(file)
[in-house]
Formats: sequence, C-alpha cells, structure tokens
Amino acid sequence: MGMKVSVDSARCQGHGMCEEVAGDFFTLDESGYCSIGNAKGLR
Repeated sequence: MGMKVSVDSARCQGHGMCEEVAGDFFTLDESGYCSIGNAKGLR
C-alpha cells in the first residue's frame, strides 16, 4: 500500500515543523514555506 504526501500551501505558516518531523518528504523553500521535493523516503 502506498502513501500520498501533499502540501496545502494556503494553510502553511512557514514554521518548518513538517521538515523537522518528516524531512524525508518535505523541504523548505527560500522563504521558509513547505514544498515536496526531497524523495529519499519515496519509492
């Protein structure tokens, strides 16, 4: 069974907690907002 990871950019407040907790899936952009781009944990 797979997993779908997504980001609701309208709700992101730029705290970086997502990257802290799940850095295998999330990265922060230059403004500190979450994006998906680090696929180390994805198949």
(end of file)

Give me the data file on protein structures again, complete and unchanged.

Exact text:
[in-house]
Formats: sequence, C-alpha cells, structure tokens
Amino acid sequence: MGMKVSVDSARCQGHGMCEEVAGDFFTLDESGYCSIGNAKGLR
Repeated sequence: MGMKVSVDSARCQGHGMCEEVAGDFFTLDESGYCSIGNAKGLR
C-alpha cells in the first residue's frame, strides 16, 4: 500500500515543523514555506 504526501500551501505558516518531523518528504523553500521535493523516503 502506498502513501500520498501533499502540501496545502494556503494553510502553511512557514514554521518548518513538517521538515523537522518528516524531512524525508518535505523541504523548505527560500522563504521558509513547505514544498515536496526531497524523495529519499519515496519509492
């Protein structure tokens, strides 16, 4: 069974907690907002 990871950019407040907790899936952009781009944990 797979997993779908997504980001609701309208709700992101730029705290970086997502990257802290799940850095295998999330990265922060230059403004500190979450994006998906680090696929180390994805198949």